BULAWAYO — Industry and Commerce minister Mike Bimha says local companies require US$8 billion for re-tooling to bring them back to life as it emerged the fund meant for resuscitating distressed industries has failed to give them a new lease of life.
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In 2011, government and Old Mutual formed the US$40 million Distressed Industries and Marginalised Areas Fund (Dimaf) to help companies retool.
Speaking in Bulawayo recently, Bimha said Dimaf only assisted a few companies due to the short term nature and high interest rates of the loans.
“The resources were limited and could not meet industry’s requirements, as they were far below the US$2 billion that was required then, a figure which has since risen to US$8 billion,” Bimha said.
Under Dimaf, government and Old Mutual pledged to put US$20 million each into the fund.
For companies to be considered for funding, they had to provide collateral, audited financial accounts for the past two years, projections for capital expenditure, loans covering the tenure of the loan, budgets and cash flows and turnaround strategies that included a business plan.
Most companies say the requirements were too stringent to meet and Bimha expressed concern on the high rate of company closures in Bulawayo.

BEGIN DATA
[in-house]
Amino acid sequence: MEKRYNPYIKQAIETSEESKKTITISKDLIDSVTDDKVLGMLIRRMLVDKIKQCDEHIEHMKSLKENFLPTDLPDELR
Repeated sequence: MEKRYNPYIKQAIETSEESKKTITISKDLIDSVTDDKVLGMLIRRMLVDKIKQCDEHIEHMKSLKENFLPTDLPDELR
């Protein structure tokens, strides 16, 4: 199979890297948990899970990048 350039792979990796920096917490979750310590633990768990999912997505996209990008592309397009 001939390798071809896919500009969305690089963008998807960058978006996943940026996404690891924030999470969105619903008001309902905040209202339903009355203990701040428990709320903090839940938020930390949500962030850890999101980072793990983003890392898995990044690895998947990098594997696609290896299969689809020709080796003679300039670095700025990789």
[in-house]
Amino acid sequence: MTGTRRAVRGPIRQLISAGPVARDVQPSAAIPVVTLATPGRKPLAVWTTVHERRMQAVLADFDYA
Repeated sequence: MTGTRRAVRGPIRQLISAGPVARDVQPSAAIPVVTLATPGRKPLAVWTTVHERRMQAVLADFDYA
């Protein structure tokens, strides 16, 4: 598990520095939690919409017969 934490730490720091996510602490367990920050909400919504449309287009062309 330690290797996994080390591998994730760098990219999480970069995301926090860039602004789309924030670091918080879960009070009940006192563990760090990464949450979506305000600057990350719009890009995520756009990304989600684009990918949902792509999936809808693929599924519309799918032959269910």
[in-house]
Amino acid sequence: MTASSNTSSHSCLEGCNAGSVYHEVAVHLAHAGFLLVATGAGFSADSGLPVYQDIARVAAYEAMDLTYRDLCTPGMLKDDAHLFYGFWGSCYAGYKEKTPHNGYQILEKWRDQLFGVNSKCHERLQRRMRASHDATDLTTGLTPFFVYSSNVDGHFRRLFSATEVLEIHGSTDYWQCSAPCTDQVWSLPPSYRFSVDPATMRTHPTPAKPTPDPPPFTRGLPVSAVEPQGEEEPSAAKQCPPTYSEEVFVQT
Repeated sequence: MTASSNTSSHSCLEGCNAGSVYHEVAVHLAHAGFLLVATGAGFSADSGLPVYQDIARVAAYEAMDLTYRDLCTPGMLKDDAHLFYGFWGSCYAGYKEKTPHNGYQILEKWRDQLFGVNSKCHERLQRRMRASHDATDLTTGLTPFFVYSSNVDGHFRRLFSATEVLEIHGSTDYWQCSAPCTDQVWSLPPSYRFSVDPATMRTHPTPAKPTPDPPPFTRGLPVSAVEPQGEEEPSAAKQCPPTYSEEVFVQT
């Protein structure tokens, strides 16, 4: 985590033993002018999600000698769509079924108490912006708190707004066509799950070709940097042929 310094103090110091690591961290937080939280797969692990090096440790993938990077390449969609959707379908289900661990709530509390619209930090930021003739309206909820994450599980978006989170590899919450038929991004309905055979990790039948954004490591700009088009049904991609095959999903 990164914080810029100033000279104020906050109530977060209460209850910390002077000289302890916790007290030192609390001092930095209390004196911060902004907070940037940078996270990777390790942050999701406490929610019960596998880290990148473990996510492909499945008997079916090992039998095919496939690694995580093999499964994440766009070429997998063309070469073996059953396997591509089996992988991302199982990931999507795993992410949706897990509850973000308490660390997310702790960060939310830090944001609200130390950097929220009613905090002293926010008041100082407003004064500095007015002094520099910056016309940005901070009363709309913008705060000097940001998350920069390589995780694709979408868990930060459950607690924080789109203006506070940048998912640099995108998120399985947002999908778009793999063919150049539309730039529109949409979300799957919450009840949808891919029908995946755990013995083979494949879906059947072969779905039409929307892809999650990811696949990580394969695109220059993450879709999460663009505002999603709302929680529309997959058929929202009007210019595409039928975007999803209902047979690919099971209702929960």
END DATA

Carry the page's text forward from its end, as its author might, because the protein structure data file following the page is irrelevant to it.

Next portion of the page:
“I have had an opportunity to tour Bulawayo recently and what I witnessed is sad and deplorable. Only a few companies are still operating and I am informed that as we speak, some companies are actually moving their branches from Bulawayo to Harare due to low business,” said Bimha.
The minister said the government was planning to declare some cities and towns Special Economic Zones (SEZs) so they could be able attract investors.
“I wish to inform all stakeholders that the government is in the process of setting up Special Economic Zones in various parts of the country. Bulawayo together with Beitbridge, Mutare and Norton are towns that are earmarked to be declared SEZs,” said Bimha.
“In Norton the government plans to partner with Chinese investors to establish SEZs in order to attract investment and resuscitate industry in the town which is depressed,” he said.